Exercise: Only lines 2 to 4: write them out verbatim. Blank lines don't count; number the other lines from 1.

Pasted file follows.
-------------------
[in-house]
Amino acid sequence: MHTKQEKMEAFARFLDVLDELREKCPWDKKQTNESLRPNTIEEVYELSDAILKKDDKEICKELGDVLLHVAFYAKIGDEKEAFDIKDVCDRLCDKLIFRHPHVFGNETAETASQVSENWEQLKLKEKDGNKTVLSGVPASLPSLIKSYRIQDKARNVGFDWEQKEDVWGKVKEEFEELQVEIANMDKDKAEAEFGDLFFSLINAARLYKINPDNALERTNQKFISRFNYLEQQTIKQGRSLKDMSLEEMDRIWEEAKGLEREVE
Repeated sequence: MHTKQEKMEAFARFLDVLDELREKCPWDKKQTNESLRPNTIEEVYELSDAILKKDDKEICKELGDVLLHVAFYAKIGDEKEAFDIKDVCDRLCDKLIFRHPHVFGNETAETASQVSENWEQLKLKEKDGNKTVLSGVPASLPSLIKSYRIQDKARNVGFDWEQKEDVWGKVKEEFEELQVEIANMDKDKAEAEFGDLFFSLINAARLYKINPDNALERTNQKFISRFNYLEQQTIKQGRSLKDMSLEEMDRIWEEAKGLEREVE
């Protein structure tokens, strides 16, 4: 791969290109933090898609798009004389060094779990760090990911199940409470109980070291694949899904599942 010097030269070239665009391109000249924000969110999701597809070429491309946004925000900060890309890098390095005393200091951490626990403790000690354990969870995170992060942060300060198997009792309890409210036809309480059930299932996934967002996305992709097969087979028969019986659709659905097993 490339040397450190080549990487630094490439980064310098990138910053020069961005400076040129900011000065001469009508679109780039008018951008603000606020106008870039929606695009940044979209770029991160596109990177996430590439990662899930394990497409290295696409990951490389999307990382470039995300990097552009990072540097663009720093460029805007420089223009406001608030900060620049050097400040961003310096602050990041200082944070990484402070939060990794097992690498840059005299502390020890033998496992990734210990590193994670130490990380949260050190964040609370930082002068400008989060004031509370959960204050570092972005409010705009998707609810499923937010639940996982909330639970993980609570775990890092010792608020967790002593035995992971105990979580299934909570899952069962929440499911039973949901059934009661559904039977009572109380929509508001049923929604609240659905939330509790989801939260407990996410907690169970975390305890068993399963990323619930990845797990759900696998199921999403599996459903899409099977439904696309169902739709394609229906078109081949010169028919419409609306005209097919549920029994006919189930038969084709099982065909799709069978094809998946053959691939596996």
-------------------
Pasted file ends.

Amino acid sequence: MHTKQEKMEAFARFLDVLDELREKCPWDKKQTNESLRPNTIEEVYELSDAILKKDDKEICKELGDVLLHVAFYAKIGDEKEAFDIKDVCDRLCDKLIFRHPHVFGNETAETASQVSENWEQLKLKEKDGNKTVLSGVPASLPSLIKSYRIQDKARNVGFDWEQKEDVWGKVKEEFEELQVEIANMDKDKAEAEFGDLFFSLINAARLYKINPDNALERTNQKFISRFNYLEQQTIKQGRSLKDMSLEEMDRIWEEAKGLEREVE
Repeated sequence: MHTKQEKMEAFARFLDVLDELREKCPWDKKQTNESLRPNTIEEVYELSDAILKKDDKEICKELGDVLLHVAFYAKIGDEKEAFDIKDVCDRLCDKLIFRHPHVFGNETAETASQVSENWEQLKLKEKDGNKTVLSGVPASLPSLIKSYRIQDKARNVGFDWEQKEDVWGKVKEEFEELQVEIANMDKDKAEAEFGDLFFSLINAARLYKINPDNALERTNQKFISRFNYLEQQTIKQGRSLKDMSLEEMDRIWEEAKGLEREVE
């Protein structure tokens, strides 16, 4: 791969290109933090898609798009004389060094779990760090990911199940409470109980070291694949899904599942 010097030269070239665009391109000249924000969110999701597809070429491309946004925000900060890309890098390095005393200091951490626990403790000690354990969870995170992060942060300060198997009792309890409210036809309480059930299932996934967002996305992709097969087979028969019986659709659905097993 490339040397450190080549990487630094490439980064310098990138910053020069961005400076040129900011000065001469009508679109780039008018951008603000606020106008870039929606695009940044979209770029991160596109990177996430590439990662899930394990497409290295696409990951490389999307990382470039995300990097552009990072540097663009720093460029805007420089223009406001608030900060620049050097400040961003310096602050990041200082944070990484402070939060990794097992690498840059005299502390020890033998496992990734210990590193994670130490990380949260050190964040609370930082002068400008989060004031509370959960204050570092972005409010705009998707609810499923937010639940996982909330639970993980609570775990890092010792608020967790002593035995992971105990979580299934909570899952069962929440499911039973949901059934009661559904039977009572109380929509508001049923929604609240659905939330509790989801939260407990996410907690169970975390305890068993399963990323619930990845797990759900696998199921999403599996459903899409099977439904696309169902739709394609229906078109081949010169028919419409609306005209097919549920029994006919189930038969084709099982065909799709069978094809998946053959691939596996």